Valais with the largest wine growing area and range of grape varieties shows the possibilities and risks of Alpine wine growing like no other region. Most vineyards are located on slopes between 400 and 800 metres altitude, high on the upper reaches of the Rhône. The sites are up to 70% steep, often also terraced. Due to the tectonic activity, the Valaisans have to expect a moderately serious earth quake every 60 to 100 years. The last earthquake was in 1946.
Vineyards can almost only be worked by hand. This makes it doubly hard in a high wage country, and you notice it in the prices of every wine shop. For foreigners they are astronomical. The average bottle price is €7. In Germany it is slightly over €2. Wine has been in Valais, as so often in Europe, since ancient times. Even the Celts tasted wine around 700 BC, which they probably made themselves. Yet imported wines from producing countries in Southern Europe were the more comfortable alternative. It is similar today. Italy, France and Spain dominate the import market.
Many of the local grape varieties have been growing here since Roman times. Petite Arvine (link05) is one of them. After around three years of storage time, the white varieties develop the most delicate notes of bees wax and blossoms, grapefruit and lime, and a typical salty note in the finish. Botrytis versions have an aroma of truffle and saffron. In spite of the medium value, the acidity is fine, and it feels creamy in the mouth. The wines are highly elegant and age for several decades.
However, the negatives can also be seen. The varieties make almost every demand that a vine in a vineyard can make: Only the very best, sunny sites, protected from the wind, good irrigation, poor soil, early budding, late harvest - and therefore a significantly increased harvest risk in the usually uncertain weather cycle. In addition they are allergic to herbicides. When people concentrated on mass-yield in the whole of Central Europe after 1945, the mass producer Chasselas almost wiped out the varieties. Today, thanks to winegrowers, who had simply had enough of the neutral wines, the stocks have recovered from 14 hectares to 166 hectares. Still microscopic but decent in Switzerland.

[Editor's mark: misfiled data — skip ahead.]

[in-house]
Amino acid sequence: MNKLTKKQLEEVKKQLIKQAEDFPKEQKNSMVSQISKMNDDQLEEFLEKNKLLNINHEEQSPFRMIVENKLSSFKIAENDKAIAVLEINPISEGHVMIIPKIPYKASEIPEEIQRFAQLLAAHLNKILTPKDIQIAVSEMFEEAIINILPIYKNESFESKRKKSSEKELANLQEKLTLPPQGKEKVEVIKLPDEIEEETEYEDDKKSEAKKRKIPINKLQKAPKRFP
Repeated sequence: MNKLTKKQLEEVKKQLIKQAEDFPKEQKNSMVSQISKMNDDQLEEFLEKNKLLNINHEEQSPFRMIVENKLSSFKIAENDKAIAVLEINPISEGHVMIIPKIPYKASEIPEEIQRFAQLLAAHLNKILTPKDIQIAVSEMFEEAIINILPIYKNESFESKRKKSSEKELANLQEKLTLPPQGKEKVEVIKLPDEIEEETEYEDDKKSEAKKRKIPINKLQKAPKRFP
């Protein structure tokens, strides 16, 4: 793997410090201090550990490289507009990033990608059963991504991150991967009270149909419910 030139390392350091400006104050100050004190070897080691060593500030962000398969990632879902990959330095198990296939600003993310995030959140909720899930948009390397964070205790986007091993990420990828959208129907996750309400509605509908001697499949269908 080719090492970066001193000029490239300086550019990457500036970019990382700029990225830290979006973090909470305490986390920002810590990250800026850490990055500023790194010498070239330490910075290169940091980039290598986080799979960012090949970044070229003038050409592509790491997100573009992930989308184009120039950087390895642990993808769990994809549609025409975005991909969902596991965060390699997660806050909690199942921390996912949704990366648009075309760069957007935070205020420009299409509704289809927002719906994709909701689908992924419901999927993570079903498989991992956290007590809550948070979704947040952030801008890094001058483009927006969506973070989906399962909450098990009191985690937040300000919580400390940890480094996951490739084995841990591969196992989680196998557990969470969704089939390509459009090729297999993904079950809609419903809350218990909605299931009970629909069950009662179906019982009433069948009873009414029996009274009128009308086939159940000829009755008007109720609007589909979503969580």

Humagne Blanche, which appears in the first certificates at the beginning of the 14th century, is no less rare. Susceptible to disease, low yield, and with a fluctuating harvest quantity, it is not really a winegrowers’ dream. The wines can taste wonderfully of flint and pinecones, but also blueberries, violets and plums. Due to its high iron content, postpartum women used to drink the "vinum humanum" against blood loss. The effect is unlikely today. But its soft and fruity style was obviously well received.
Last but not least is the white Heunisch, the genetic father of many varieties that appear in Switzerland. It becomes the German Gwäss, called Gouais in French, which can both be understood as an expression of disgust in Latin. The variety produces such gruesome wines that it is sometimes forbidden to grow it in France. "Thereby, it is the Casanova of grapes", explains Vouillamoz, who has decrypted the genetic contexts. "Hardly any grape varieties have passed on their genes for natural cross breeding so often". Further down in the family tree are Gamay, Chardonnay, Riesling, amongst others.